Programme 1.4 Fishing industry

​​Programme objective

  • foster and enable productive, profitable, internationally competitive and sustainable Australian fishing and aquaculture industries.

Programme description

We worked closely with the Australian Fisheries Management Authority (AFMA) on the management of Australia's Commonwealth fisheries. We also engaged state and territory agencies and consulted a range of stakeholders on national approaches to sustainable management of the fishing industry.

The department represented Australia's interests overseas to promote responsible fishing practices, combat illegal fishing and cooperate in the management of shared fish stocks both in the Australian exclusive economic zone and on the high seas.

More information is available on the department's website.

Key performance indicators

Table 5 Programme 1.4—Fishing industry—key performance indicators
Key performance indicator2013–14 targetPerformance
Timely finalisation of a revised Harvest Strategy Policy StatementStrategy releasedPartially metMetMet
Timely finalisation of a revised Commonwealth Fisheries Bycatch PolicyStrategy releasedPartially metMet-
Provide timely advice on policies for fish certification and major retailers' requirements for certified fish product aAdvice providedMet--
Provide timely advice on AFMA's levy charges and the reasons for variability aAdvice providedMet--
Briefing papers for international negotiations on fisheries trade and marine conservation prepared in a timely manner100%MetMet-
Implement Borthwick Review recommendations aRecommendations implementedPartially met--
All levy funds paid to the Fisheries Research and Development Corporation (FRDC)100%MetMet-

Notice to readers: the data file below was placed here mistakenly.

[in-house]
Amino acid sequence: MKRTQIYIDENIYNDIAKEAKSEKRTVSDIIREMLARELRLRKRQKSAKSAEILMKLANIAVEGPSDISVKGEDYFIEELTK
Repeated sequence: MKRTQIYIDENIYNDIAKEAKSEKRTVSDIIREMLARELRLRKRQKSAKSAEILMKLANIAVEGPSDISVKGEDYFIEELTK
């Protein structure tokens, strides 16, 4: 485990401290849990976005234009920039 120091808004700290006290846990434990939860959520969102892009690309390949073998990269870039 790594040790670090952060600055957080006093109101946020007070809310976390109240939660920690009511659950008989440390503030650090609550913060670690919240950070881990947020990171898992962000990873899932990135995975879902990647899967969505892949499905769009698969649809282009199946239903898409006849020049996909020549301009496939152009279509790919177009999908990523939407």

Engage with FRDC and the Australian Fisheries Management Authority to ensure compliance with statutory funding agreement and relevant legislation and to discuss industry activities2 meetingsMetMet-
Integrated scientific and economic research–underpinning research, advice, forecast, projects, products and data services meet stakeholder expectations and are delivered within agreed timelines and in line with international research standards85%MetMet-

a New performance indicator.


Developing policy

Implementing the findings of the Fisheries Management Review

Following the 2013 review of Commonwealth fisheries management and legislation (the Borthwick review), we worked with AFMA to identify legislation and regulation that either could be streamlined or was redundant and outdated legislation. We also initiated work with the Department of the Environment, the states and the Northern Territory on reforms to reduce the regulatory burden on industry through measures such as simplifying licensing and fisheries assessments, making greater use of electronic transactions and moving to co-management in more fisheries.